It is Ag Safety Week in Canada. We are all invested in doing the job that we love safely, so we can do it for a lifetime. This week is a great way to practice some safety essentials before the season kicks off.
One of the things we do each year as we host trainees from various parts of the world, is explaining how 911 and emergency services work. This means that we talk about it, but we also do mock role plays to practice the conversations. The difficult reality of farm accidents or emergencies is that it could also be a child who must make this call. Prevention is critical, but accidents do happen. In those cases, preparation can be a critical component of a timely response. So, whatever your situation, take a few moments with the children and employees on your farm to practice emergency phone calls this week.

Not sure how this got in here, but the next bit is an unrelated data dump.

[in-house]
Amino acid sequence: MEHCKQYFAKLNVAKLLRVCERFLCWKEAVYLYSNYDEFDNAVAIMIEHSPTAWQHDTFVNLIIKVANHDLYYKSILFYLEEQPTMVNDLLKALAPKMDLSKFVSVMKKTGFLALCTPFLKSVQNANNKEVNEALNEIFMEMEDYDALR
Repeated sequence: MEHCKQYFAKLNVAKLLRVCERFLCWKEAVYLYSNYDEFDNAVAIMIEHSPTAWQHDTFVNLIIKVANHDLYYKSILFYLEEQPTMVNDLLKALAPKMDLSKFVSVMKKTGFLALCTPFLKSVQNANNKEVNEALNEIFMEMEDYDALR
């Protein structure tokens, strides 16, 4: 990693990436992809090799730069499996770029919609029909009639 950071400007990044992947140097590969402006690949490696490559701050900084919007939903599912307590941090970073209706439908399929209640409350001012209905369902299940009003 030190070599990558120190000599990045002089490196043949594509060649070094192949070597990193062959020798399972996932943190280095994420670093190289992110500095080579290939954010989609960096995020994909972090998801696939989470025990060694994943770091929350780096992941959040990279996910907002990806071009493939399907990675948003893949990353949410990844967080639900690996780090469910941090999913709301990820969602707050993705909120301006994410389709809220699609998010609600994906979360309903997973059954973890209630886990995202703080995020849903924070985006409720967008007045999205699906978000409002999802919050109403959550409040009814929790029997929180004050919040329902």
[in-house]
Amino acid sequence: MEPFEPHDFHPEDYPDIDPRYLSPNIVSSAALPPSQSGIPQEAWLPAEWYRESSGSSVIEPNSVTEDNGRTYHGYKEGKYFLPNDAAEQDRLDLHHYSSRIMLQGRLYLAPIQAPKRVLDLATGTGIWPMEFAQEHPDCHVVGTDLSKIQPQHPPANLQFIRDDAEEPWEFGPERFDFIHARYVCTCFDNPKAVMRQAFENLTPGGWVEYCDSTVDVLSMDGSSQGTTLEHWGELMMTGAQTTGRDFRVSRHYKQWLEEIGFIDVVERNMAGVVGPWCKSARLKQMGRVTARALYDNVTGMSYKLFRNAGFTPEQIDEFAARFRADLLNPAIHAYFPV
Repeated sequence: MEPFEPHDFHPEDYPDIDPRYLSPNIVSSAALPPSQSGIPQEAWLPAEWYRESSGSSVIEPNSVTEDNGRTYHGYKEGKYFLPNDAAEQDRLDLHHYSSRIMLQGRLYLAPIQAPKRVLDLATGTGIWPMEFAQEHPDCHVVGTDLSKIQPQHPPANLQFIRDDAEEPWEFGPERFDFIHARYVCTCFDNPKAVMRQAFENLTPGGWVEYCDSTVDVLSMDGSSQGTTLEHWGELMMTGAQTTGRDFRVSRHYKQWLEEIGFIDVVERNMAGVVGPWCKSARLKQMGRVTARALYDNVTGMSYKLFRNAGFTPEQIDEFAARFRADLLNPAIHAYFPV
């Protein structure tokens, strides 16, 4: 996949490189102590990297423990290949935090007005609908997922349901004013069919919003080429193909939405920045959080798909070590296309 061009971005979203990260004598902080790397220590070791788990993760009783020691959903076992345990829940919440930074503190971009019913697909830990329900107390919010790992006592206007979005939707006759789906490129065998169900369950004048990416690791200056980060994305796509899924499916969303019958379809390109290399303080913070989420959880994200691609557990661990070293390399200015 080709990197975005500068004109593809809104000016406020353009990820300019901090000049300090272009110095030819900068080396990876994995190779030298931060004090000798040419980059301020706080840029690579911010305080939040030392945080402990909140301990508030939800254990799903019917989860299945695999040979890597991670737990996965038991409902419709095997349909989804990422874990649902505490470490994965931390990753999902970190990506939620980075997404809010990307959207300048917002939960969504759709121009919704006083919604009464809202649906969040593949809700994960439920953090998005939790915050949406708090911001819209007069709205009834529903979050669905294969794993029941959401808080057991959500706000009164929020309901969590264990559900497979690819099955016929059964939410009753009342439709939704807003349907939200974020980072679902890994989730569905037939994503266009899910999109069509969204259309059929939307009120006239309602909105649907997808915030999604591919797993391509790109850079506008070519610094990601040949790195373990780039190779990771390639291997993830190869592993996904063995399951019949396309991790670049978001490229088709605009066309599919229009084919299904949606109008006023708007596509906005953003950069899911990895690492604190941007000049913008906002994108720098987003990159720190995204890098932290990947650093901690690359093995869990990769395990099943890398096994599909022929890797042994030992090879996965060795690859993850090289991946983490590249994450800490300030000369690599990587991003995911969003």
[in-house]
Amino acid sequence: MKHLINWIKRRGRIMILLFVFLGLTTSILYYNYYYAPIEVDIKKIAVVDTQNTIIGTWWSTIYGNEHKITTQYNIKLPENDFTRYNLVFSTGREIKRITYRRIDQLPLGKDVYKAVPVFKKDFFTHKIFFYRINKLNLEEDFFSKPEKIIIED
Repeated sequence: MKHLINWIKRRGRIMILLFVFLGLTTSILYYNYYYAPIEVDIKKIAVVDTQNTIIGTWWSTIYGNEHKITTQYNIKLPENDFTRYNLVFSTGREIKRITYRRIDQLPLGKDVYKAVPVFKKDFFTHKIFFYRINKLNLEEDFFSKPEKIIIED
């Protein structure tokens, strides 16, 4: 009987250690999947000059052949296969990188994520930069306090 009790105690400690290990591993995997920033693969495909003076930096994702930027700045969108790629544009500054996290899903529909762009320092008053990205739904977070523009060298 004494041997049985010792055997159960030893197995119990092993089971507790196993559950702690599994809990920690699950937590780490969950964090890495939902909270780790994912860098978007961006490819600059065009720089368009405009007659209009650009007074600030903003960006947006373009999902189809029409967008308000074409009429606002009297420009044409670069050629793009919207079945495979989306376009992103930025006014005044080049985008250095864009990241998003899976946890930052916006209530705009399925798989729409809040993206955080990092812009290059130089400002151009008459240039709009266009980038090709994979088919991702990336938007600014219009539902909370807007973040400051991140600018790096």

What to tell the dispatcher
1. The location of the emergency. (It helps to have a “go-to” list of land descriptions, GPS coordinates and/or emergency grid numbers in every vehicle and at home.)
2. The type of emergency (fire, rollover, etc.) .
3. The number of people involved.
4. The condition of the people involved (bleeding, breathing difficulty, etc.).
5. The type of aid that has been given (CPR, equipment shut off, etc.).
6. If anyone else is on the scene and/or available to meet EMS at the road.
7. Any prior medical conditions of the individuals involved.
8. Any hazards or challenges on the way to the site (livestock present, etc.).
Do not hang up unless/until the dispatcher tells you to do so.